The 5 Stages Of The NLRB’s Social Media Stance

We have all learned that there truly are 5 stages to the NLRB’s position on social media and employment law.    The first stage involves general “guidance” memoranda issued by the NLRB’s Office of General Counsel.   The second stage involves an actual complaint being filed out of one of the NLRB’s regional offices.   The third is the decision we read from the administrative law judge (“ALJ”) that holds a hearing on a filed complaint.  

The fourth is the decision that is formally issued administratively by the full NLRB on appeal of the ALJ, while the fifth stage involves the courts being asked to affirm or reverse the NLRB.   You can add a sixth stage – the denial stage – if you’re still one of those who believe that this social media stuff is either not important or not continuing to wreak havoc on employers.  We are now squarely in the fourth stage­ – the one where the full NLRB issues an appeal decision – with some cautious optimism that we will soon reach the fifth, and final, stage, and get some definitive word from the courts on whether the NLRB has overstepped its authority on these issues.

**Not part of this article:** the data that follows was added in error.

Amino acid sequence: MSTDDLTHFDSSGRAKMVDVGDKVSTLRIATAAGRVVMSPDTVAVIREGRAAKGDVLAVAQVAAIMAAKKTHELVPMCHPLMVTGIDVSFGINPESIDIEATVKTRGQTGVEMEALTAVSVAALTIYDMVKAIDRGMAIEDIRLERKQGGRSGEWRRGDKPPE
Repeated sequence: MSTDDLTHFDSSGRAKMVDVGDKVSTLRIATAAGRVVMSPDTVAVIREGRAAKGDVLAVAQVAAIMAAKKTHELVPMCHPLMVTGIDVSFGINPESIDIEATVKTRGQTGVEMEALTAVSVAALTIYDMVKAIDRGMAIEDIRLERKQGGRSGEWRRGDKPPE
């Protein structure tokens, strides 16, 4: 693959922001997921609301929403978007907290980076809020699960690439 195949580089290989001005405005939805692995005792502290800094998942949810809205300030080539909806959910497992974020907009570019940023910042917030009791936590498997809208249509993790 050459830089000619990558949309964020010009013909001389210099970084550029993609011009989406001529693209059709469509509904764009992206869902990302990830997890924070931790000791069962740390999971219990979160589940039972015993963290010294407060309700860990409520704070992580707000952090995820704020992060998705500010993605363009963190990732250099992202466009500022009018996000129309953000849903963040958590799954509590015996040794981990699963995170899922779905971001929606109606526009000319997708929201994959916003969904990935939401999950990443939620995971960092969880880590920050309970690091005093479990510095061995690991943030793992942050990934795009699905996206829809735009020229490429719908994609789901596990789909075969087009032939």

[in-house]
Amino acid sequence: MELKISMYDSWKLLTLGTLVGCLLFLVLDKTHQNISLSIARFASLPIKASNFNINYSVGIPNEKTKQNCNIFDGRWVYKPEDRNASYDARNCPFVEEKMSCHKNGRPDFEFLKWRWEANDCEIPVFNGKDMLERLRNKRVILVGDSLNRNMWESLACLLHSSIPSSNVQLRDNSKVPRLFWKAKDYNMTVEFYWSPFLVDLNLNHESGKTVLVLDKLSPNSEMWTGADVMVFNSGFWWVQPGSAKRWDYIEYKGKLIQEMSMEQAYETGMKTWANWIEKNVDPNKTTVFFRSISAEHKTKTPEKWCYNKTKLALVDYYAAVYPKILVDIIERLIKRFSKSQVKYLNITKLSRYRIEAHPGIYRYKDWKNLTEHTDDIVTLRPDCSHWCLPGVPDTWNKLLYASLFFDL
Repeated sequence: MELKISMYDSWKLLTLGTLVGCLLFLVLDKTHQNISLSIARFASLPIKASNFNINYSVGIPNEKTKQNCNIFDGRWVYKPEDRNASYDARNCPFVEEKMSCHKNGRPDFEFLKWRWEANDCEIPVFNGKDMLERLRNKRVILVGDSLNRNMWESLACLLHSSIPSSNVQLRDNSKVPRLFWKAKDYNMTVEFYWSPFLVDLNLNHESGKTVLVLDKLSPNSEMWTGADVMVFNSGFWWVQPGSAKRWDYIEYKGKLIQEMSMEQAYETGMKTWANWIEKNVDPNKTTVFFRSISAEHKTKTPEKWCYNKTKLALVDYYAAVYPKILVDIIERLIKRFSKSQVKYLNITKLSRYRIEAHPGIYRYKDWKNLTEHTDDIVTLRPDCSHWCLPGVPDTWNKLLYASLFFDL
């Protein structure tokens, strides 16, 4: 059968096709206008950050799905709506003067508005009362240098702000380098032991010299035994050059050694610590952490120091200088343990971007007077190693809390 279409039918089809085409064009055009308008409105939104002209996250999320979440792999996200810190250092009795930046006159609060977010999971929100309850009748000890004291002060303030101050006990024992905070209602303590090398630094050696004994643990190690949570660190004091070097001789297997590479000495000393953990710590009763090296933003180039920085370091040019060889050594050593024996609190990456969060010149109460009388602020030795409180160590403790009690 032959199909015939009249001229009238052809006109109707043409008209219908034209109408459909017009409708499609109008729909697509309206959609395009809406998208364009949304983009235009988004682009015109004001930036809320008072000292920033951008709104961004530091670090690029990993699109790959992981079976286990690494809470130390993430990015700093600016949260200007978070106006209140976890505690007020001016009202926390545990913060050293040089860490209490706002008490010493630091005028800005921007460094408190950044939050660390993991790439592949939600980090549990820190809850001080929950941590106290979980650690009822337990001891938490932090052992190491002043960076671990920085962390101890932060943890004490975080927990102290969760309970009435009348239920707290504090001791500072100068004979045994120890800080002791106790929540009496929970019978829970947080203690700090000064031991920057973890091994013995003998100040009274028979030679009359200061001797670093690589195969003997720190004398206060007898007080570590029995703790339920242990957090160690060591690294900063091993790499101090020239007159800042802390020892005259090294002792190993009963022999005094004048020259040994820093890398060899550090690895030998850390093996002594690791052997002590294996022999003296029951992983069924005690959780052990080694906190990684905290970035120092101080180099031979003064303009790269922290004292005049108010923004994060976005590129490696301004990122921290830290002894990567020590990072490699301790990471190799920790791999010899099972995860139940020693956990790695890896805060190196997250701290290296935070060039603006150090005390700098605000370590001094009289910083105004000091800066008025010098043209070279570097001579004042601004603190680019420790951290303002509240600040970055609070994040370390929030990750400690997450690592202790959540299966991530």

You will remember that less than three weeks ago, the full NLRB issued its first social media decision, essentially finding that virtually all of Costco’s social media policies were unlawful.   Now, the NLRB has issued its second social media decision, which is equally as disconcerting.

In Karl Knauz Motors, Inc., a BMW salesman posted negative comments on Facebook about the choice of food served at a BMW “driving event”, noting that his commissions may suffer because the choice of food was not appropriate for potential luxury car buyers.  When management at the dealership saw his posts, as well as others relating to an auto accident at a neighboring dealership owned by the same employer, the salesman’s employment was terminated.